Thursday, May 26, 2016

AFOS Blog Rewind: Bob's Burgers, "Best Burger"

The cast and crew of Bob's Burgers celebrated the show's 100th episode with a cake that was cut by the perfect person to be seen handling such a ceremony: samurai movie fan Louise Belcher, a.k.a. Kristen Schaal. (Photo source: The Hollywood Reporter)

The complete fifth season of Bob's Burgers--a show that wrapped up its sixth season on Fox earlier this week with the airing of its 100th episode, a story that entertainingly revisits what has to be the core of Bob's Burgers, Bob's love for his family, in spite of how they frequently get in the way of his attempts at notoriety as a chef--finally became streamable on Netflix on April 1. From December 5, 2014, here's a repost of my discussion of one of my favorite fifth-season Bob's Burgers episodes, "Best Burger," an episode that centers on both the aforementioned core of Bob's Burgers and the making of one of Bob's titular burgers. Speaking of the art of making burgers, at about the same time as Netflix's addition of the fifth season, Universe Publishing finally released The Bob's Burgers Burger Book: Real Recipes for Joke Burgers, a cookbook by Cole Bowden, a chef and Bob's Burgers fan I mentioned in my "Best Burger" discussion. The new book is co-written by Bob's Burgers creator Loren Bouchard and is a compilation of recipes Bowden posted on his blog The Bob's Burger Experiment.

Of all the fictional restaurants I wish would exist, I would probably most want to sample a burger made by the titular restaurant on Bob's Burgers--nominated this week, by the way, for two Annie Animation Awards, including Best Series--because of the creativity Bob brings to the Burgers of the Day that he lists on his restaurant chalkboard. I'd be most interested in the Roquefort Files Burger--awesome pun--or the Bruschetta-bout It Burger, a rare burger that actually wasn't on Bob's chalkboard.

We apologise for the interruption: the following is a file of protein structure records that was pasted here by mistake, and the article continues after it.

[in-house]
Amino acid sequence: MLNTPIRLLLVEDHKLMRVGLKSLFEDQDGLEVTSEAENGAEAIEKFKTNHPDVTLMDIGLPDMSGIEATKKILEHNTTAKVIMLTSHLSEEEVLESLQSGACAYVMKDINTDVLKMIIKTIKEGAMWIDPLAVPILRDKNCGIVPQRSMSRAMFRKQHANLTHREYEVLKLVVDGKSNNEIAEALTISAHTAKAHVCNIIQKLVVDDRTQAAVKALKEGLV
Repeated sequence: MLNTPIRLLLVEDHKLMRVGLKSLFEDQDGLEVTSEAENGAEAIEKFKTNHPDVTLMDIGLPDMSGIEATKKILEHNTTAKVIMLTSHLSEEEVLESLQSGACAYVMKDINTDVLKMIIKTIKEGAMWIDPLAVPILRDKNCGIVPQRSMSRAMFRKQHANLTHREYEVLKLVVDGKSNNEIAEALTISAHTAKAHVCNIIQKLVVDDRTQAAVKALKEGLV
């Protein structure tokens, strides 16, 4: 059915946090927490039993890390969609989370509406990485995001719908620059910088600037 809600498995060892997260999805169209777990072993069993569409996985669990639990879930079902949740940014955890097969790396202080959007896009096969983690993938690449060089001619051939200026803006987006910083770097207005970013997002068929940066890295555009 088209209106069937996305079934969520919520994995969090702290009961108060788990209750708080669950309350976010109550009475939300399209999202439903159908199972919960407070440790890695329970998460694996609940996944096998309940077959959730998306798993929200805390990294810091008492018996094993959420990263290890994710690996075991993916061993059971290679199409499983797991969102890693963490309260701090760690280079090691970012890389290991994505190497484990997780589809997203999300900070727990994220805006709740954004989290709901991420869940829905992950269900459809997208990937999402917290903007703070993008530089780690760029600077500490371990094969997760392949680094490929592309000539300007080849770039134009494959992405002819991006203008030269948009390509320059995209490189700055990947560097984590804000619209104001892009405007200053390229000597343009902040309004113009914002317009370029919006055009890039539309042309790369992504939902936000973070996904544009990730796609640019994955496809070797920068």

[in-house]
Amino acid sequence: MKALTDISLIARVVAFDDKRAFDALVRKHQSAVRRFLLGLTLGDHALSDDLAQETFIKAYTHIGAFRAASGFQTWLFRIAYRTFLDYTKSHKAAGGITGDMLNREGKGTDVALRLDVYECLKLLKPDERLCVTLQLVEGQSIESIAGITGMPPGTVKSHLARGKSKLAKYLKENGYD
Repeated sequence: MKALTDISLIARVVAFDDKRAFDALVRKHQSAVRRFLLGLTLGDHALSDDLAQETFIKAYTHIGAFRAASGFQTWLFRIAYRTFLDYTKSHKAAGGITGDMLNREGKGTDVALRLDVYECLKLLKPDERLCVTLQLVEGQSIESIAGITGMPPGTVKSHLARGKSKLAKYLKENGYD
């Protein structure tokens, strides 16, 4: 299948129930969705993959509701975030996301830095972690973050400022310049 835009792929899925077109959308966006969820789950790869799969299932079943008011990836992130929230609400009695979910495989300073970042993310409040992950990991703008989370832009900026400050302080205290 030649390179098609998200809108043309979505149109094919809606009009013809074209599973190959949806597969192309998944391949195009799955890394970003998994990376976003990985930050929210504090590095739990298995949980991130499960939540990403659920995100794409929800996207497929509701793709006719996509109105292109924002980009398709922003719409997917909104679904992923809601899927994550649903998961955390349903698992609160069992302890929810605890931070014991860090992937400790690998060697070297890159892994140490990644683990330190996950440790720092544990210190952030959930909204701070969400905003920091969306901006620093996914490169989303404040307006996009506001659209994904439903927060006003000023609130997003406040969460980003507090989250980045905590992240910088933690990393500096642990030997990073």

I'm not the only one who wishes Bob's Burgers were a real restaurant: several viewers have become inspired by the show and have posted their attempts to make the show's gourmet burgers, with the most notable example being Cole Bowden of The Bob's Burger Experiment. In "Best Burger," Bob introduces the Bet It All on Black Garlic Burger while competing in a local food festival's burger-tasting contest--by the way, Bowden posted that he's now working on the recipe for that one--and even though I'm not exactly a fan of garlic (and no, I'm not a vampire), I'm dying to try the black garlic burger, based on how much enjoyment the animators clearly had in animating and at one point, slo-moing the scenes where Bob and Linda prepare the meal on-stage.

This Bob's Burgers episode is a good example of how we long for not just the Belchers' restaurant to be real--we also want the food community within the show's unnamed East Coast seaside town to exist as well. In the funniest sequence during "Best Burger," Gene--whose ADHD can be detrimental to others like his dad, especially when he has to win a burger contest he drunkenly signed up for--attempts to make up for all his preceding screw-ups in "Best Burger" by delivering to Bob the missing bulb of black garlic he needs for his contest entry, and he's forced to ignore one food festival temptation after another in order to make it to Bob on time. An agonized Gene must race past free cupcake-flavored ice cream served on a waffle, as well as 10-for-$1 pizza tacos, "robot cake" and the ultimate culinary temptation, a hot fudge car wash, which sounds like an Urban Dictionary sex act. Fuck Brigadoon. Any food community that's got a hot fudge car wash is a more enticing spot than Brigadoon.

Written by Mike Benner, "Best Burger" is a solid Bob/Gene story and acts as sort of a companion piece to both "Beefsquatch," in which Bob seethed over an ape-masked Gene taking attention away from his cooking segments on TV, and "O.T. the Outside Toilet," which entertainingly intertwined sweetness with absurdity when Bob related to Gene the difficulty of looking after either a kid or a pet ("When you were a baby and I was watching you, you ate a fern, and you could have died, but you didn't"). Gene's most endearing quality is his attachment to his Casio keyboard and its wacky sound FX, something series creator Loren Bouchard lifted from his own childhood. That's probably about it in terms of endearing qualities for Gene. He's often the show's most obnoxious character--his shoutiness and attention-seeking childishness both sort of make me understand why some Bob's Burgers haters can't get past his (or Louise's) shoutiness to fully embrace the show--but "Best Burger" gives the character a chance to redeem himself via the aforementioned race against both time and hot fudge car washes.